New Data Reveals Shocking Facts of Cryptopia Hack, Estimated $16 Million Lost in Ethereum (ETH) and ERC-20 Tokens

On January 14, 2019, the New Zealand-based cryptocurrency exchange Cryptopia was hacked, marking the first time this year a cryptocurrency exchange has been hacked. Following the data breach, New Zealand authorities have been conducting an investigation, and the general public has been largely kept in the dark.

So Many Questions, So Little Answers… Until Now

No one knew how the theft took place, how much was lost, or the current status of the stolen funds.

However, while everyone was wondering these things, the Elementus data company used their Elementus query engine to analyze the public database that is the Ethereum blockchain.

What Elementus discovered is really quite shocking. Among other interesting facts: the dollar value of lost funds far outweighed what was initially thought, the type of hack conducted was highly unusual, and the amount of time allotted to carry out this hack is obscure.

If anyone is inclined to verify these conclusions for themselves, Elementus posted the raw data used in their analysis online.

An Estimated $16 Million in Ethereum (ETH) and ERC-20 Tokens Stolen

According to calculations, the total value of stolen Ethereum and ERC-20 tokens at current market prices equates to about $16 million.

The Elementus report notes that these funds only include what could be found on the Ethereum blockchain. The data company did not analyze the Bitcoin blockchain or any other blockchains to see if funds were stolen there as well.

The breakdown of assets stolen from largest to smallest can be seen below:

ETH $3,570,124
Dentacoin $2,446,212
Oyster Pearl $1,948,223
Lisk ML $1,718,610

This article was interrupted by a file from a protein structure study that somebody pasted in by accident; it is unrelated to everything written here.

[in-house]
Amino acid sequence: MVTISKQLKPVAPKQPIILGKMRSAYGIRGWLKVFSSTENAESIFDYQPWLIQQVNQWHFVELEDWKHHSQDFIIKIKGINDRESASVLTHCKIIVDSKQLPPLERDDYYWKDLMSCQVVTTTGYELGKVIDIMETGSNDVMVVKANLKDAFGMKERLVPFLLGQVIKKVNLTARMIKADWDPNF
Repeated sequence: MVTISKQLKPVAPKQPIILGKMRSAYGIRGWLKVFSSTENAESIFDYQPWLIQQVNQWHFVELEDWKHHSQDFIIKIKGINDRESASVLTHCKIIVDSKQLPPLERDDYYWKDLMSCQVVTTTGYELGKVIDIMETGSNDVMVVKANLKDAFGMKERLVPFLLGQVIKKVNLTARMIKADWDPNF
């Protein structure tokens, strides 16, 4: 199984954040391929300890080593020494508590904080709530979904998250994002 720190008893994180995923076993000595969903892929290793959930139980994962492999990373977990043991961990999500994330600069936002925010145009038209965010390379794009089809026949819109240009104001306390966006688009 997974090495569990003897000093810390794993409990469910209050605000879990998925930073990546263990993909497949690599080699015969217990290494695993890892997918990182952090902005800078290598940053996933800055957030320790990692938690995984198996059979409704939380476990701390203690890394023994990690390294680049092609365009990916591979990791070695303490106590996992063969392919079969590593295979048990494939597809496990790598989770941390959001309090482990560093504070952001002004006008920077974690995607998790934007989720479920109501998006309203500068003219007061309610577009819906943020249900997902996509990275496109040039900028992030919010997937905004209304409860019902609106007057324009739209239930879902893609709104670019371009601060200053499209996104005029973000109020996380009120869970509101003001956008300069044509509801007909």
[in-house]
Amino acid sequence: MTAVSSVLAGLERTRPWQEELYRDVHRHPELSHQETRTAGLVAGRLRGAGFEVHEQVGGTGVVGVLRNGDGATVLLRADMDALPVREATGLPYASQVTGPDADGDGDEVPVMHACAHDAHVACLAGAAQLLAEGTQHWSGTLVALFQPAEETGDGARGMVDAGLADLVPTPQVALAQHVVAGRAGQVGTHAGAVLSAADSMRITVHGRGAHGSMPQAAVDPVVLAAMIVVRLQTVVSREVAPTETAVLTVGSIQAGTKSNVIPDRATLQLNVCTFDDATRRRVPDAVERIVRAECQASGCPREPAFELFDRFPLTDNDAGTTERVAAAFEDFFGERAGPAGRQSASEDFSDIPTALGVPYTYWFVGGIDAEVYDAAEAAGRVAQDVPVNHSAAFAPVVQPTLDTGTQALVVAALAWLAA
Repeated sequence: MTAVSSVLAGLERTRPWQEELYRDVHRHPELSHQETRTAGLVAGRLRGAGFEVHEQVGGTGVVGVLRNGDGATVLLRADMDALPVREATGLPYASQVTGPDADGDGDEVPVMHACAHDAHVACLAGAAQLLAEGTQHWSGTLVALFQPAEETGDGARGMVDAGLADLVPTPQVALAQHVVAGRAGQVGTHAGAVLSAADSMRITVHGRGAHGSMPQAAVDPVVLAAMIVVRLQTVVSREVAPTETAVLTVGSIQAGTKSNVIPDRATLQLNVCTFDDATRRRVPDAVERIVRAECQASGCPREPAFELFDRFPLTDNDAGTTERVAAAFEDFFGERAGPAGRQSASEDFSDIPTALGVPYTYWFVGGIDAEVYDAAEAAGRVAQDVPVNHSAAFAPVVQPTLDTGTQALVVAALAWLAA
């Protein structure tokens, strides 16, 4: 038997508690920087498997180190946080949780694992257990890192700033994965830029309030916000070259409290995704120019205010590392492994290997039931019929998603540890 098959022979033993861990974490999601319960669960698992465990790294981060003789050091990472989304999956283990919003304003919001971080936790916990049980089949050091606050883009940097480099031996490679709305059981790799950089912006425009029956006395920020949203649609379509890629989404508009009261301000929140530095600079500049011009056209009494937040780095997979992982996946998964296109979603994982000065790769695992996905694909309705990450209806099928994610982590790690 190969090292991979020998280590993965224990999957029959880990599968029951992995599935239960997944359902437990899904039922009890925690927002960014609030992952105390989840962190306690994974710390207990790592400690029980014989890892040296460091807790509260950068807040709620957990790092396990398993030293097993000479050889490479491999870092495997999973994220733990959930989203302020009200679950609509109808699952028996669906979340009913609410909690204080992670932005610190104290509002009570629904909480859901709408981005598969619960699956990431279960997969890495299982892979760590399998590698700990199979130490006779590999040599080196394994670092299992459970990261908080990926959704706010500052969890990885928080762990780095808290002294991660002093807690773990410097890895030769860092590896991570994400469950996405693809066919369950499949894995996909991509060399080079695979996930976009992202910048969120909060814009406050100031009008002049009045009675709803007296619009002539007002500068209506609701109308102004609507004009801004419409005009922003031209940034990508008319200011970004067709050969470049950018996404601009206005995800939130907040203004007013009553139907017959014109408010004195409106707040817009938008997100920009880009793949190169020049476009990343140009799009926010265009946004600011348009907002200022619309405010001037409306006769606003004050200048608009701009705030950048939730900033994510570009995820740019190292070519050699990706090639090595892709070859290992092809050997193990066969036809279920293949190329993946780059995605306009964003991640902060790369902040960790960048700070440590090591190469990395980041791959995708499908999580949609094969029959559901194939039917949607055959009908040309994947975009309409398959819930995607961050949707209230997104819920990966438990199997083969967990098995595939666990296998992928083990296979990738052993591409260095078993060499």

Centrality $1,148,144
Mothership $880,141
Ormeus $452,841
DAPS $384,425
Zap $147,158
Pillar $254,521
Other tokens $3,051,709
Total $16,002,108

Where Are the Stolen Funds Now?

The hackers have been moving the funds around in small pieces, trying to sell them on various exchanges.

Crypto exchanges Binance, Bibox, Huobi, and HitBTC have seen the greatest number of deposits from the stolen funds, accounting for $810,000 of the $882,000 of stolen funds attempted to be sold.

As for the vast majority of remaining funds that haven’t been sent to exchanges, they remain in 2 wallets controlled by the hackers.

Why Was This Hack Unusual and How Was It Carried Out?

As mentioned earlier, the Cryptopia hack is highly unusual.

In most cases when an exchange is hacked, it is hacked due to smart contract exploits in which a vulnerability in the code is exploited to steal funds. This type of hack was seen in the Parity, the DAO, and SpankChain hacks.

Another popular type of hack is via unauthorized access to credentials in which someone inside or outside of the company gains access to a wallet’s private keys. This type of hack was seen in the Coinrail, Tether, and Gatecoin hacks.

As explained by Elementus, the Cryptopia hack differs from the hacks mentioned above in 2 ways, the first being:

The funds were taken from more than 76k different wallets, none of which were smart contracts. The thieves must have gained access to not one private key, but thousands of them.

The second way it differs is because the hack continued for nearly 5 days after Cryptopia noticed the breach:

After Cryptopia discovered the hack, they watched the funds continue to flow out of their wallets for four more days, seemingly powerless to stop it. As these wallets were not smart contracts, there should have been no technical complications preventing Cryptopia from securing the funds.

The only plausible explanation for Cryptopia’s inaction is that they no longer had access to their own wallets.

Therefore, Elementus explained that the only possible explanation is that Cryptopia must have had their private keys stored in a single server with no redundancy, allowing thieves to gain access to the server, download the private keys, and delete them so Cryptopia does not gain access to their own wallets.

Final Thoughts

Cryptopia’s funds and wallets have already been compromised, and the stolen funds are now in the hacker’s possession. The only thing left to do is to inform all Cryptopia users and make sure they are aware of the situation and do not deposit any more funds to the compromised wallets.

The next thing to be done is for crypto exchanges to block all of the illicit funds being sent to them, which Binance has already started doing. After all, everything is stored on the public blockchain and we know exactly where the stolen funds are and can track them wherever they go.

What do you think will happen to the $16 million worth of stolen funds? Will exchanges continue to freeze them as they come in? Or will the hackers find a way to anonymize the funds and sell them? Let us know what you think in the comment section below.